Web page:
Cassia abbreviata is a leguminous tree that belongs to Caesalpinioideae family. It has light brown bark, rounded crown. The leaves are yellowish compound, with 5-12 pairs, and the pods which are black and cylindrical in shape. Flowers are yellow, sweet-scented, large, loose and as they age become brown-veinted. The fruits are long cylindrical, dark brown and hanging pod [11]. It is medicinal plant used traditionally in the treatment of various human ailments such as snakebites, bilharzias, skin diseases, cough, pneumonia, fever, gonorrhea, abdominal pains, headaches and snakebites. In addition C. abbreviata extracts are used in treatment of water fever and heart diseases [12,13]. The medicinal efficacy of C. abbreviata is attributed to its phytochemical compounds most of which are phenolics, antioxidants and anthraquinones [14].

C. abbreviata is used to treat skin rashes caused by human immunodeficiency virus (HIV) and acquired immune deficiency syndrome (AIDS) infections [15]. C. abbreviata also possess antidiabetic, antiviral, antihelminthic, antimalarial, antibacterial and antifungal and antioxidant activity [11].

Folklore information indicates that this plant is used in management of neoplasm. However, there is no documented scientific evidence for its antiproliferative activity. It is against this background that this study was designed to scientifically evaluate the unconfirmed antineoplastic activity of C. abbreviata.

Materials and Methods

Reagents

The reagents used in this study included; RPMI1640, Fetal Bovine serum, Phenol red, L-glutamine, HEPES, Trypsin, Sodium hydrogen carbonate, Hand gloves (sterile), Dimethyl sulfoxide (DMSO), 5 ml sterile graduated pipettes, MTT dye, Penicillin/Streptomycin, 96 well plate flat bottomed with cover, Culture flasks: T25, T75, Ethanol analar, Trypan Blue Sigma, 25 ml graduated sterile, pipettes, Eagles MEM medium, 24 well plate, Acetone and Pipette tips 20, 100, 200 μl. These reagents were procured from Sigma Aldrich, Germany. Tamoxifen, streptomycin and penicillin were procured locally from local pharmacies.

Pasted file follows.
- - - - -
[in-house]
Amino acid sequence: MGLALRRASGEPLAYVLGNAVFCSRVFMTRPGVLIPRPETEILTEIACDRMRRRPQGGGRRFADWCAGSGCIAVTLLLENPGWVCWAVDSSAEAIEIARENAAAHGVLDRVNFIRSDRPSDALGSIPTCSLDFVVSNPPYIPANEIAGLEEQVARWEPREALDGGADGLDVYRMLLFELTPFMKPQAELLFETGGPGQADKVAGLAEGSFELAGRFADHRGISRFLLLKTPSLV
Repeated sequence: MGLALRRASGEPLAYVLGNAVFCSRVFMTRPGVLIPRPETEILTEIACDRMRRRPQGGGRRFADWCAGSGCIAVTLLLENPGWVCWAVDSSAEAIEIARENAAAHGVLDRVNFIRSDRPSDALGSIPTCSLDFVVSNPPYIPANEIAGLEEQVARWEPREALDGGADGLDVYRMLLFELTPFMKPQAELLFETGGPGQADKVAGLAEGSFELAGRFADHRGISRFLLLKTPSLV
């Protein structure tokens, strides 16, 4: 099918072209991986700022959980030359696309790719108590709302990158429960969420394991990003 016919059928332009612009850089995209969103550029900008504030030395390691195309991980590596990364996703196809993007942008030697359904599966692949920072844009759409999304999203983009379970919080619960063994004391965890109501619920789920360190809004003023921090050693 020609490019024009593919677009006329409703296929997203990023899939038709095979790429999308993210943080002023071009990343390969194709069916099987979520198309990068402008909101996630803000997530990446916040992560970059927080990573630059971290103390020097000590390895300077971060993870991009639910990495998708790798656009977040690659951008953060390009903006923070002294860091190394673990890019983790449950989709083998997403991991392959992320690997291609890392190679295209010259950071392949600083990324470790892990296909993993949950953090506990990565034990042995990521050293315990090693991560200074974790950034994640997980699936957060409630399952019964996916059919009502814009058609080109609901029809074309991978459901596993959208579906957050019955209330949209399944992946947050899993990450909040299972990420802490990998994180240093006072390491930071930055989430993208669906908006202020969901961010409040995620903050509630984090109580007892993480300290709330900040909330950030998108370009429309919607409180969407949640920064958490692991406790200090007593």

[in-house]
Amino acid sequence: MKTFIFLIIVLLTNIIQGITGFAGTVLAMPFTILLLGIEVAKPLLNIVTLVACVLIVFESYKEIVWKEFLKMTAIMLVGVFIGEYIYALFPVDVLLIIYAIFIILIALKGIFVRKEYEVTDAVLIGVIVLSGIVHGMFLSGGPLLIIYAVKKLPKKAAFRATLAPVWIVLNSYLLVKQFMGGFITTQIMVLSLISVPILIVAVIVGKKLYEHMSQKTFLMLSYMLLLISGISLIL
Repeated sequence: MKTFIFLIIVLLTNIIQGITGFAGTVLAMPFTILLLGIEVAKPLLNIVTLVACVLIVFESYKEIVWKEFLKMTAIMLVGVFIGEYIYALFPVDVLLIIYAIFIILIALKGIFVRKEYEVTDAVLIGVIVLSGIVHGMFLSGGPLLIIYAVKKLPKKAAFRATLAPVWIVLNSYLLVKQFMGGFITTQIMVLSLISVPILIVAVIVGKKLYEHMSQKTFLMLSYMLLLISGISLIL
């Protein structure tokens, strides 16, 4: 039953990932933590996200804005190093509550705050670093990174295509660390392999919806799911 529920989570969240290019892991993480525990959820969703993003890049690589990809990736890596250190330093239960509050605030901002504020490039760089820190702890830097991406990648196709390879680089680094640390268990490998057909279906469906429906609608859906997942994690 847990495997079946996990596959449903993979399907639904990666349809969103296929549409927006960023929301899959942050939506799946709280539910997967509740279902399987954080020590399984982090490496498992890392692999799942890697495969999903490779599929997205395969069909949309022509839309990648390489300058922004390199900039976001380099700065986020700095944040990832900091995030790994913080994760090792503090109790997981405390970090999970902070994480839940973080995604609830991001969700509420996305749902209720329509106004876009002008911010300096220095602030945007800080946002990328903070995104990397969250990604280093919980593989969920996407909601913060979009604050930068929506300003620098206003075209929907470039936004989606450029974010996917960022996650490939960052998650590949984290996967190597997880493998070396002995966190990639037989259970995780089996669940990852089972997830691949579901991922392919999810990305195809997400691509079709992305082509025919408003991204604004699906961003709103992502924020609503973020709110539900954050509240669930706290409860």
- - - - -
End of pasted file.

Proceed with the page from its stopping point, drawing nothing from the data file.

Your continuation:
Equipment

The following equipment were used in this study; CO2 Incubator (Sanyo, Japan), water bath (Sakura, Japan), Liophilizer (Edward, Britain), Electric Mill (Edward, Britain), Weighing Balance (Mettler AC 1000, Switzland), Inverted Microscope (Nikon, Japan), Biosafety Cabinet Class II (Esco, Japan), Deep Freezer (Sanyo, Japan), ELISA plate reader (Labsystems, Japan) and Hemocytometer (Esco, Japan).

Cell lines

This study used HCC Hep G2, Macrophages Raw 264.7 and Vero E6 cell lines. All the cell lines were provided by Kenya medical research institute (KEMRI), centre for traditional medicine and drug research (CTMDR).

Collection and preparation of plant material

C. abbreviata root bark used in the study was collected from Bura, Taita Taveta with help of local herbalist. The root bark was cleaned and transported to KEMRI for further processing. The plant samples were then provided to an acknowledged taxonomist for botanical verification and a voucher specimen deposited at the KEMRI herbarium. The root bark was dried under shade at Kenya Medical Research Institute at room temperature. After drying it was ground to powder by an electric mill, weighed and packaged.

Aqueous extraction

Weight of 100 g of root bark powder of C. abbreviata was soaked in 1 litter of double distilled water and heated at 60°C in water bath for 6 hours for aqueous extraction. It was covered and left to cool under room temperature. The extract was decanted in a clean 1000 ml conical flask and filtered with Whatman no. 1 filter paper into a clean sterile 1000 ml conical flask. Decantation and filtration was repeated until the filtrate become clear. The filtrate was centrifuged at 3000 RPM for 5 minutes, freeze dried, weighed and stored in an air tight container under -20oC until future use [16,17].

Determination of antiproliferative activity

Cell culture: The cell lines used in the study were maintained as monolayer cultures in RPMI 1640 supplemented with 10% heat inactivated fetal bovine serum (FBS), L-Glutamine, 100 μg/ml penicillin and 100 μg/ml streptomycin incubated at 37°C in a humidified incubator at 5% CO2.

Cell treatment: The obtained cell monolayer was treated with trypsin 0.25%-EDTA 10 mM after they had reached 70-100% confluence. A volume of 5 ml of growth media was added to neutralize the trypsin enzyme. The cell suspension was centrifuged at 3000 rpm for 5 minutes. The supernatant was discarded and cells resuspended in 5 ml culture media and cell density was determined using trypan blue exclusion assay. The cells were seeded independently in 96 well plate at 2 × 104 cells per well at a volume of 100 μl and incubated at 5% CO2 humidified incubator at 37°C for 24 hours.

The treatment was done by adding 50 μl of aqueous extract of C. abbreviata at 7 concentrations namely 1000 μg, 333.33 μg, 111.11 μg, 37.04 μg, 12.35 μg, 4.12 μg, 1.37 μg and the last row of the 96 well plates was left untreated. They were then incubated in 5% CO2 humidified environment at 37°C for 48 h after which the MTT viability assay was carried out. The design is summarized in Table 1.

Groups Treatment
Cassia abbreviata
Negative control
Experimental Groups
Untreated cells
Concentration (µg/ml)
I 1.37
II 4.12
III 12.35
IV 37.04
V 111.11
VI 333.33
VII 1000

Table 1: Experimental design.

Viability MTT test